About: Administered by the Cobourg Farmers’ Market Association, this market is small but popular, and located right downtown a short stroll from the Lake Ontario marina boardwalk and beach. It’s a great place to not only find fresh local produce, but homemade sausages for your breakfast — or pie and cake if you like to start things off on the sweet side. There’s also crafts, flowers and other local goodies. In the chilly months, things move inside.      

Orillia Farmers' Market
Established in 1845 Orillia
Location: 50 Andrew St. S., downtown  
Time of operation: Saturday Year-round  

About: The historic market, established in 1845 just a short stroll away from Lake Couchiching at what would later become the main downtown intersection, was moved out of its home at West and Mississaga streets in 2009 to make way for the construction of a new library. The move two blocks away hasn’t changed much: the market is still a family-friendly place, with local musicians strutting their stuff while shoppers meet their favourite farmer. Fresh-picked local and county-grown produce, along with other local food and artisan products such as goats milk soap, are all on offer. There are also ready-to-eat treats in the market café.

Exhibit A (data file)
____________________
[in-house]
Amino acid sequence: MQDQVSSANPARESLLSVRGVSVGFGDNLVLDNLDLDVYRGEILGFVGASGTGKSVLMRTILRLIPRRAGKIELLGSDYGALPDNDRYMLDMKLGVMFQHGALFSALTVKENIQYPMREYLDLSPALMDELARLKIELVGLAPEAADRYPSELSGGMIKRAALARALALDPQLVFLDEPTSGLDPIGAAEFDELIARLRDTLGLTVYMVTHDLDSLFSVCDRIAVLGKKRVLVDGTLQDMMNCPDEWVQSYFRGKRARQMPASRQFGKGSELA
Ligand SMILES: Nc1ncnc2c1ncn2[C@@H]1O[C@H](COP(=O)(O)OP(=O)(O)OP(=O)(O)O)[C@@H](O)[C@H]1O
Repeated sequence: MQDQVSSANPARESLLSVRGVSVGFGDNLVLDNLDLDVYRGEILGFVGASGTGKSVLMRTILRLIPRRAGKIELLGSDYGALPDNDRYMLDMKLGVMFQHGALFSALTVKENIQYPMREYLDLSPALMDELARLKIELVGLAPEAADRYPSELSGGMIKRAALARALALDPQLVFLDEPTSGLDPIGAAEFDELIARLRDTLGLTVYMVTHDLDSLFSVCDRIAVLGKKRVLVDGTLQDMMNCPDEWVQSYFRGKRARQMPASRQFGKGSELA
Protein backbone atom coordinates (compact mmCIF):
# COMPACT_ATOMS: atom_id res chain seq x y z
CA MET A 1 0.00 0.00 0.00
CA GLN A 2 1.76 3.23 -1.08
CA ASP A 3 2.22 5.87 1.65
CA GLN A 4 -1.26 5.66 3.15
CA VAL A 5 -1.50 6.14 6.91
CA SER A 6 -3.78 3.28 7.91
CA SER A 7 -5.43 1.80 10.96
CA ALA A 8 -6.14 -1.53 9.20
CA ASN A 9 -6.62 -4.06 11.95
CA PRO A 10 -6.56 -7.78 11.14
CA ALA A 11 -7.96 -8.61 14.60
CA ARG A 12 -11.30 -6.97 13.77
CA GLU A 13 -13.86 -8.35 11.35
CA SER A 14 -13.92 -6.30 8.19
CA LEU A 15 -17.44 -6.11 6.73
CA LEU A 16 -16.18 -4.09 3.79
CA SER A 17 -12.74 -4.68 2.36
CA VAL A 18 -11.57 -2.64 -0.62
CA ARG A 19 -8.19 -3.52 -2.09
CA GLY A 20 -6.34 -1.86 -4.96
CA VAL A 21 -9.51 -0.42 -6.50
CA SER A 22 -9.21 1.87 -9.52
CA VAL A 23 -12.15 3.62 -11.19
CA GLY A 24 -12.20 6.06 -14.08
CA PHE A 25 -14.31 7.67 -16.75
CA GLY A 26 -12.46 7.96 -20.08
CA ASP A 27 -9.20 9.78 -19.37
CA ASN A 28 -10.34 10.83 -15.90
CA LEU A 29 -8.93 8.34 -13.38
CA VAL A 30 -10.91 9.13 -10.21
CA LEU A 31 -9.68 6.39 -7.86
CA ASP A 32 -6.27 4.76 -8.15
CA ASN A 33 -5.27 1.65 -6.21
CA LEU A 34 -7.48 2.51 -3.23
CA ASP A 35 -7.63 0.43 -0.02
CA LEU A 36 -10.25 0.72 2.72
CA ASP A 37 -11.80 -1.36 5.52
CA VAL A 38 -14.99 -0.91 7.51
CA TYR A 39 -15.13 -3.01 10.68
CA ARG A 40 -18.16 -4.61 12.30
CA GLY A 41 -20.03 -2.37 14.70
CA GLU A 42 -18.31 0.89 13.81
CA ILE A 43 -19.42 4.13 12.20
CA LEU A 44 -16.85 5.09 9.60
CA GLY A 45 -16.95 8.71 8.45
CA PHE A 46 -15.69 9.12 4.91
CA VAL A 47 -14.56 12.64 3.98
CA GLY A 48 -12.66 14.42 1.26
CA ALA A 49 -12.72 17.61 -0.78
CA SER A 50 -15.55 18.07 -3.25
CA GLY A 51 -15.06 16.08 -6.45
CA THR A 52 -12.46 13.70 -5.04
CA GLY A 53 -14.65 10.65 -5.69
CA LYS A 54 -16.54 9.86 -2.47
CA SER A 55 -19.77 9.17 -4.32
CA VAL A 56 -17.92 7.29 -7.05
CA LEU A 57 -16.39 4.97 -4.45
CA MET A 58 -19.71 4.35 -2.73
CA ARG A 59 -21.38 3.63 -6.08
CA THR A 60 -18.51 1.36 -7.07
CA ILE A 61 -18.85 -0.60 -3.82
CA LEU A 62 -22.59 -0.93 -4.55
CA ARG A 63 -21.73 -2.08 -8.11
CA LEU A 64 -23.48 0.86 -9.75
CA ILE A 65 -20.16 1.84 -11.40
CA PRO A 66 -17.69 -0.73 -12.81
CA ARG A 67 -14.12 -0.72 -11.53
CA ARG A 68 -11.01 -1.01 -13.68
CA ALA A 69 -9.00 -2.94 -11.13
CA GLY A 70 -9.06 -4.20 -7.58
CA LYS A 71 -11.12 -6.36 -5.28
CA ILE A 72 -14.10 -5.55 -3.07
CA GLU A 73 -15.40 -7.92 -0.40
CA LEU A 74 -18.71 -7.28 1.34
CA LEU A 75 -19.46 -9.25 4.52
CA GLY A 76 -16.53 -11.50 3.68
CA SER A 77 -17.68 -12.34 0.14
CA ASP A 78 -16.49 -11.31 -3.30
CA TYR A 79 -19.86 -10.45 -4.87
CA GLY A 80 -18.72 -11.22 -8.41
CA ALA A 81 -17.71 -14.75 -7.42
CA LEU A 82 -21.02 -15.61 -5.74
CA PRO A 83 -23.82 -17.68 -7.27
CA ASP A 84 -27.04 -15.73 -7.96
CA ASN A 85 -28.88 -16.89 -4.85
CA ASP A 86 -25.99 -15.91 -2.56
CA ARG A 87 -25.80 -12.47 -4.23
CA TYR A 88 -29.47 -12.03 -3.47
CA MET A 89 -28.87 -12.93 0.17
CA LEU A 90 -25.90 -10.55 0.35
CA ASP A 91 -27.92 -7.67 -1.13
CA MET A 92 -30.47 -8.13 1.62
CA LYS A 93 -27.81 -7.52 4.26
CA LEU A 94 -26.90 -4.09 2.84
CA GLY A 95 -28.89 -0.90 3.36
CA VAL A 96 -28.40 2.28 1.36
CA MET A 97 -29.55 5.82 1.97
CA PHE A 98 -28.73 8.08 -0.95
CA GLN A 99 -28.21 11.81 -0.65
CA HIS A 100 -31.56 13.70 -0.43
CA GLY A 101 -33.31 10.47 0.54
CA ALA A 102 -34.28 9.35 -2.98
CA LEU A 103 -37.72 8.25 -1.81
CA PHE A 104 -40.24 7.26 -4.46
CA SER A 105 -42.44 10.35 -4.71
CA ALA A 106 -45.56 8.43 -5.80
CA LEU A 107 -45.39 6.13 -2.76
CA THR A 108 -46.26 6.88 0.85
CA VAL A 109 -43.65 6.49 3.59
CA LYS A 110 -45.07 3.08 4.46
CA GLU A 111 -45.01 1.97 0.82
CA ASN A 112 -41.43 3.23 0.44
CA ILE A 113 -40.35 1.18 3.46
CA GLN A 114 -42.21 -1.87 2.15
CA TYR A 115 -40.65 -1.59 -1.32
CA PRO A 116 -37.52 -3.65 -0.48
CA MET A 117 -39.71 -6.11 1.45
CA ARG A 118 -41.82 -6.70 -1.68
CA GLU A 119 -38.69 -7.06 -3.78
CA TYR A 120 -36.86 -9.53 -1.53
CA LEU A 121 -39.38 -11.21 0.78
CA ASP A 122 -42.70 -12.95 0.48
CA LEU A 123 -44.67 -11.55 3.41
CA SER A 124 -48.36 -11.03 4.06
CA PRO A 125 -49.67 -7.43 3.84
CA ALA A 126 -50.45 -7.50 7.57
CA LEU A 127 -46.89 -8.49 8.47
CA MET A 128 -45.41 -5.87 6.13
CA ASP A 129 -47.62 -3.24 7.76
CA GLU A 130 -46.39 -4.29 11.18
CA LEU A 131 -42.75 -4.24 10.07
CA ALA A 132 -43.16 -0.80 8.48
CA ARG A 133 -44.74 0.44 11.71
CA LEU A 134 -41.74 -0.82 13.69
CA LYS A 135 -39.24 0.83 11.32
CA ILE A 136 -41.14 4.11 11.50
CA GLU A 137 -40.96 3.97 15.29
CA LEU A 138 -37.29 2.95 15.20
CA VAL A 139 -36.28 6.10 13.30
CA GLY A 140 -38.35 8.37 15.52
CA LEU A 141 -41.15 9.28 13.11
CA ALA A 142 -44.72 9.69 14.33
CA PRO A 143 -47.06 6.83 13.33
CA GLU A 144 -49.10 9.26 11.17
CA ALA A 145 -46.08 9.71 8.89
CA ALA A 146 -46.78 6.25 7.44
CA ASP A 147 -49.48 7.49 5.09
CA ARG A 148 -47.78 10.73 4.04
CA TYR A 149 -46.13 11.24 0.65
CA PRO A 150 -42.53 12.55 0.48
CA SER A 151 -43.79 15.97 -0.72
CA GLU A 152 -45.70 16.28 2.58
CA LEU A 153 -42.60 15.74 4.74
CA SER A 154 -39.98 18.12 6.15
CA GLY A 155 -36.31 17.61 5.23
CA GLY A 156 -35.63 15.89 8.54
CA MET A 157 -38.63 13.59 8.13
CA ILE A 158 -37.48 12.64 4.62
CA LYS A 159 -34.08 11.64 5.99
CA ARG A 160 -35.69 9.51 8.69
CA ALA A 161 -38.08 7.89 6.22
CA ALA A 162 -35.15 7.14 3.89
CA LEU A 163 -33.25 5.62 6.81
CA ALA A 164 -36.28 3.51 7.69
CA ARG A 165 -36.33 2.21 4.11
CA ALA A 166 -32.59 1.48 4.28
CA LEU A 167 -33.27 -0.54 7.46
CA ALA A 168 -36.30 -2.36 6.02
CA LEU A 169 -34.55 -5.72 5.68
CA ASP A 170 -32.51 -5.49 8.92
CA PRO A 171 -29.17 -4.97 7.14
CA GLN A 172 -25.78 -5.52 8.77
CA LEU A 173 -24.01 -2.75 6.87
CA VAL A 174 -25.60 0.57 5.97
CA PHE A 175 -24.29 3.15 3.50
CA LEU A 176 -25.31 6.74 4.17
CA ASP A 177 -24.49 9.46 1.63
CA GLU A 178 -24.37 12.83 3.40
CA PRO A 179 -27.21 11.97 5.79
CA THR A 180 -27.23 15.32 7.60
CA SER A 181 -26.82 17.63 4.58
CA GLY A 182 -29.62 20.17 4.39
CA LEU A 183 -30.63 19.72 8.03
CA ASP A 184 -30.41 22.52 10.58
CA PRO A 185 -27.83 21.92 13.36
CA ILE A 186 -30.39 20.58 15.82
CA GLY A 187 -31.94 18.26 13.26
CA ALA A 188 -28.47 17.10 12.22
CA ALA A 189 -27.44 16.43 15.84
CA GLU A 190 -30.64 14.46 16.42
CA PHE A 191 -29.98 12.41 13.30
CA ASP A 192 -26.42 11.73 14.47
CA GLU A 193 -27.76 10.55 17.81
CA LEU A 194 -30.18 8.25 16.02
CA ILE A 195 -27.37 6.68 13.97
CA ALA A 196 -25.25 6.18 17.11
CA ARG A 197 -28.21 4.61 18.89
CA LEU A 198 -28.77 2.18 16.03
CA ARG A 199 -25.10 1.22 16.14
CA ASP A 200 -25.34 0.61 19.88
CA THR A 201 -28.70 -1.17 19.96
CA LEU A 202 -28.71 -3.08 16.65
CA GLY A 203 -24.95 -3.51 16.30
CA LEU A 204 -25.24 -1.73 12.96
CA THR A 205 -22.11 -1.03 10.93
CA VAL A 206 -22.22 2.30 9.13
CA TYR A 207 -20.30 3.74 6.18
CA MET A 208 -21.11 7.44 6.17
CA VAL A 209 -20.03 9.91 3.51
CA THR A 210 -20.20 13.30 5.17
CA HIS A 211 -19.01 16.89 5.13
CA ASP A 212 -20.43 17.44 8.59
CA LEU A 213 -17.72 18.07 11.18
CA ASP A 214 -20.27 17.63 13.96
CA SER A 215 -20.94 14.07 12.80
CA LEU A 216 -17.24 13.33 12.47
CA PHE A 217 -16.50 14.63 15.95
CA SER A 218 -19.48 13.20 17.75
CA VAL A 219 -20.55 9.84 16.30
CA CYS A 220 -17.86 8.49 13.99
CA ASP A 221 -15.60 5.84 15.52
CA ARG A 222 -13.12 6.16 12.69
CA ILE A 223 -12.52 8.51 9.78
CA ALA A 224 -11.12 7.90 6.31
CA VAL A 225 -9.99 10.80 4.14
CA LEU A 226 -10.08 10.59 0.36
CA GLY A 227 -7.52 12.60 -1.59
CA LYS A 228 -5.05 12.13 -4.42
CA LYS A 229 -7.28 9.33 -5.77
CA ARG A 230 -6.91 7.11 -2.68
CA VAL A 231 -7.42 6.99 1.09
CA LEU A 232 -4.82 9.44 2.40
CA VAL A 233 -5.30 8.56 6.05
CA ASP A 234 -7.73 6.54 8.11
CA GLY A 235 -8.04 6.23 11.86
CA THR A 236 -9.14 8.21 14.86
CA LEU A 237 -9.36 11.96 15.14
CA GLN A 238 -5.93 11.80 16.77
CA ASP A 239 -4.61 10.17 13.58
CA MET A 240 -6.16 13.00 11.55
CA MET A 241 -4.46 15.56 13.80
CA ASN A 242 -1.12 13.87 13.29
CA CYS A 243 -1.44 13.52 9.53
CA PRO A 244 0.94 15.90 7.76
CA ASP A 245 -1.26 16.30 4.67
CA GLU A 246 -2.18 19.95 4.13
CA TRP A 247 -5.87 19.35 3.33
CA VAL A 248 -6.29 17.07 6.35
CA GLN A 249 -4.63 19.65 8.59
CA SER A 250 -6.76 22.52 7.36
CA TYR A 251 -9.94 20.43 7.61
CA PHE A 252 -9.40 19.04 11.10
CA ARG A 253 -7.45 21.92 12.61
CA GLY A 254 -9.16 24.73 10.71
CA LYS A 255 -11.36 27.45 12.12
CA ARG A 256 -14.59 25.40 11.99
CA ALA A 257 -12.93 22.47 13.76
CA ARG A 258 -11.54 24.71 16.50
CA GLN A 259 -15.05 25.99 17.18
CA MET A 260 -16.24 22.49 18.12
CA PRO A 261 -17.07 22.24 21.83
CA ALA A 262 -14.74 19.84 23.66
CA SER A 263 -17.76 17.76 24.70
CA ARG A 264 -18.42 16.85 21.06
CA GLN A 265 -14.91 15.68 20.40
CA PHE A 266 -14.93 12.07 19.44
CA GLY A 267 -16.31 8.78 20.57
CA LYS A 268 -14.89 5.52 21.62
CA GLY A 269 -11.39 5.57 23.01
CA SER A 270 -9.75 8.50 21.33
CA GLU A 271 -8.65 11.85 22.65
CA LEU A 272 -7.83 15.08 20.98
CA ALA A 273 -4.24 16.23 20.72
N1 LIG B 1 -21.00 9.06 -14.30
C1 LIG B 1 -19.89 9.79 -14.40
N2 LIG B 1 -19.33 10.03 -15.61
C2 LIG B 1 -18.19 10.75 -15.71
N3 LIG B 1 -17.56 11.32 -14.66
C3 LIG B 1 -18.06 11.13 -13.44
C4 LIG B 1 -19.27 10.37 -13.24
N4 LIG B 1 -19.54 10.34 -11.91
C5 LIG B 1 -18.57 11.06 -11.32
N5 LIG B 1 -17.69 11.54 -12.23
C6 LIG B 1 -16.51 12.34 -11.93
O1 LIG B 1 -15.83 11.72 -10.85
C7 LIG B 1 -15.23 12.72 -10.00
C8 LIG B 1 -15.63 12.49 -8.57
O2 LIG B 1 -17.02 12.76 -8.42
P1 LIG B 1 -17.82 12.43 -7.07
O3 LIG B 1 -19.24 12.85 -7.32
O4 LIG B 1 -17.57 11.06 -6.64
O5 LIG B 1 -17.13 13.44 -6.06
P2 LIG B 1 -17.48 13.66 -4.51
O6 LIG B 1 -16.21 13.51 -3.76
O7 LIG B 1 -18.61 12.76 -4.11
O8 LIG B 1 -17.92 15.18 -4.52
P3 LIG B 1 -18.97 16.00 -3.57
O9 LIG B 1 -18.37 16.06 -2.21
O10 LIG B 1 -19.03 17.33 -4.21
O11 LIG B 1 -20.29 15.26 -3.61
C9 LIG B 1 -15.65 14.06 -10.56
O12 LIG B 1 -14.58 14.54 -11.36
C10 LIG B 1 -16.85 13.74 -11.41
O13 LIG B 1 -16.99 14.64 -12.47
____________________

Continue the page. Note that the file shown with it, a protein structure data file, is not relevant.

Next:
Owen Sound & District Farmers' Market
Established in 1845 Owen Sound  

Location: 114 8th St. E., downtown, beside City Hall  
Time of operation: Saturday Year-round  

About: Located near the scenic Sydenham River, this market is the place to go in the Owen Sound area for local products — fresh produce, eggs, meat, fish, poultry, baked goods, flowers and crafts. It’s also a friendly place to enjoy a Saturday morning cup of coffee and chat with friends, or meet new ones.          

Barrie Farmers' Market
Established in 1846 Barrie
Location: City Hall, Mulcaster and Collier streets, downtown  
Time of operation: Saturday Year-round  

About: Run by the Barrie Farmers' Market Vendors Association, the market is ideally located at City Hall near beautiful Kempenfelt Bay. The year-round market heads outdoors from May to October, so you can enjoy the sunshine. From heirloom tomato plants to homemade samosas and curries, you’ll find it all here, along with lots of  fun events and contests throughout the year.